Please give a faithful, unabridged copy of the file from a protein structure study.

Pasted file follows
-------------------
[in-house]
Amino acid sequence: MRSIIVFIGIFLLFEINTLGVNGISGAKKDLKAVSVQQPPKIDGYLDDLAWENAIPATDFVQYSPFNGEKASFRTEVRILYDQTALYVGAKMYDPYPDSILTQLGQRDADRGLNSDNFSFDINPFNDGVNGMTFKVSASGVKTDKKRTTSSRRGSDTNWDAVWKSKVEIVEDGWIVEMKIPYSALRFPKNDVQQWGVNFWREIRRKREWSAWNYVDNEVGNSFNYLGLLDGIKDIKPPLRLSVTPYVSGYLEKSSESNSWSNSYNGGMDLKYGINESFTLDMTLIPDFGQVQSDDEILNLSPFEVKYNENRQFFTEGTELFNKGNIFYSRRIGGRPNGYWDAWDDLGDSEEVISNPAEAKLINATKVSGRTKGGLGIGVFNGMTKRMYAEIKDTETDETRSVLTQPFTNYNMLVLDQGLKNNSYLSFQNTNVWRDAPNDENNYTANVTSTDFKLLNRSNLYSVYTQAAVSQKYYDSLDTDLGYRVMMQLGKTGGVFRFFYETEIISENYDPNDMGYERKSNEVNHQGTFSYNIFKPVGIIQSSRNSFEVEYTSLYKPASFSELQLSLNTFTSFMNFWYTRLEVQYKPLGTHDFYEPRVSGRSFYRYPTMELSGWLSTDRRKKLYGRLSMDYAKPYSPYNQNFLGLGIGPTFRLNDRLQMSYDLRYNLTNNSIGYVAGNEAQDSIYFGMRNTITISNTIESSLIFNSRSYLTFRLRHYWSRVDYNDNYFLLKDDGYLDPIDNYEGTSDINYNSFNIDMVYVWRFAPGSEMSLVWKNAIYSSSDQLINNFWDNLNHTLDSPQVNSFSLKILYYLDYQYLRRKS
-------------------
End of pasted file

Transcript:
[in-house]
Amino acid sequence: MRSIIVFIGIFLLFEINTLGVNGISGAKKDLKAVSVQQPPKIDGYLDDLAWENAIPATDFVQYSPFNGEKASFRTEVRILYDQTALYVGAKMYDPYPDSILTQLGQRDADRGLNSDNFSFDINPFNDGVNGMTFKVSASGVKTDKKRTTSSRRGSDTNWDAVWKSKVEIVEDGWIVEMKIPYSALRFPKNDVQQWGVNFWREIRRKREWSAWNYVDNEVGNSFNYLGLLDGIKDIKPPLRLSVTPYVSGYLEKSSESNSWSNSYNGGMDLKYGINESFTLDMTLIPDFGQVQSDDEILNLSPFEVKYNENRQFFTEGTELFNKGNIFYSRRIGGRPNGYWDAWDDLGDSEEVISNPAEAKLINATKVSGRTKGGLGIGVFNGMTKRMYAEIKDTETDETRSVLTQPFTNYNMLVLDQGLKNNSYLSFQNTNVWRDAPNDENNYTANVTSTDFKLLNRSNLYSVYTQAAVSQKYYDSLDTDLGYRVMMQLGKTGGVFRFFYETEIISENYDPNDMGYERKSNEVNHQGTFSYNIFKPVGIIQSSRNSFEVEYTSLYKPASFSELQLSLNTFTSFMNFWYTRLEVQYKPLGTHDFYEPRVSGRSFYRYPTMELSGWLSTDRRKKLYGRLSMDYAKPYSPYNQNFLGLGIGPTFRLNDRLQMSYDLRYNLTNNSIGYVAGNEAQDSIYFGMRNTITISNTIESSLIFNSRSYLTFRLRHYWSRVDYNDNYFLLKDDGYLDPIDNYEGTSDINYNSFNIDMVYVWRFAPGSEMSLVWKNAIYSSSDQLINNFWDNLNHTLDSPQVNSFSLKILYYLDYQYLRRKS